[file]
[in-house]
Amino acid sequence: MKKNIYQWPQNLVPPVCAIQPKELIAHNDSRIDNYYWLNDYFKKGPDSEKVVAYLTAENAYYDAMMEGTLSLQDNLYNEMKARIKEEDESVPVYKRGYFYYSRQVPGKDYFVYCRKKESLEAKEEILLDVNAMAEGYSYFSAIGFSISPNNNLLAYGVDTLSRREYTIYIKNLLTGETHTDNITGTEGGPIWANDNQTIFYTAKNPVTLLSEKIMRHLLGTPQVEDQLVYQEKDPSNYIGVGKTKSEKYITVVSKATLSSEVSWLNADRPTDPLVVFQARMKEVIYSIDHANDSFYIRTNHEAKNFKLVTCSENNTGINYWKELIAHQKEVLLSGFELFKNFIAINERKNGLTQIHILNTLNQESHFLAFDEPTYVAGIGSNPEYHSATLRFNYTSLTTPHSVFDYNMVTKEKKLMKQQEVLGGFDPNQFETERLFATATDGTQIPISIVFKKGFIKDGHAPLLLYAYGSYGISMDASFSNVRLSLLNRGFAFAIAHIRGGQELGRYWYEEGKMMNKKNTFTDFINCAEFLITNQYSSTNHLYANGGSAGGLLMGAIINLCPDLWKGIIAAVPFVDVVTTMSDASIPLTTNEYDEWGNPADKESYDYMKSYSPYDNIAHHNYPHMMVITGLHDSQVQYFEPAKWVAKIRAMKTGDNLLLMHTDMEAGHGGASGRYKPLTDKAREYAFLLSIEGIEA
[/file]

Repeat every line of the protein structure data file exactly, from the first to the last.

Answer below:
[in-house]
Amino acid sequence: MKKNIYQWPQNLVPPVCAIQPKELIAHNDSRIDNYYWLNDYFKKGPDSEKVVAYLTAENAYYDAMMEGTLSLQDNLYNEMKARIKEEDESVPVYKRGYFYYSRQVPGKDYFVYCRKKESLEAKEEILLDVNAMAEGYSYFSAIGFSISPNNNLLAYGVDTLSRREYTIYIKNLLTGETHTDNITGTEGGPIWANDNQTIFYTAKNPVTLLSEKIMRHLLGTPQVEDQLVYQEKDPSNYIGVGKTKSEKYITVVSKATLSSEVSWLNADRPTDPLVVFQARMKEVIYSIDHANDSFYIRTNHEAKNFKLVTCSENNTGINYWKELIAHQKEVLLSGFELFKNFIAINERKNGLTQIHILNTLNQESHFLAFDEPTYVAGIGSNPEYHSATLRFNYTSLTTPHSVFDYNMVTKEKKLMKQQEVLGGFDPNQFETERLFATATDGTQIPISIVFKKGFIKDGHAPLLLYAYGSYGISMDASFSNVRLSLLNRGFAFAIAHIRGGQELGRYWYEEGKMMNKKNTFTDFINCAEFLITNQYSSTNHLYANGGSAGGLLMGAIINLCPDLWKGIIAAVPFVDVVTTMSDASIPLTTNEYDEWGNPADKESYDYMKSYSPYDNIAHHNYPHMMVITGLHDSQVQYFEPAKWVAKIRAMKTGDNLLLMHTDMEAGHGGASGRYKPLTDKAREYAFLLSIEGIEA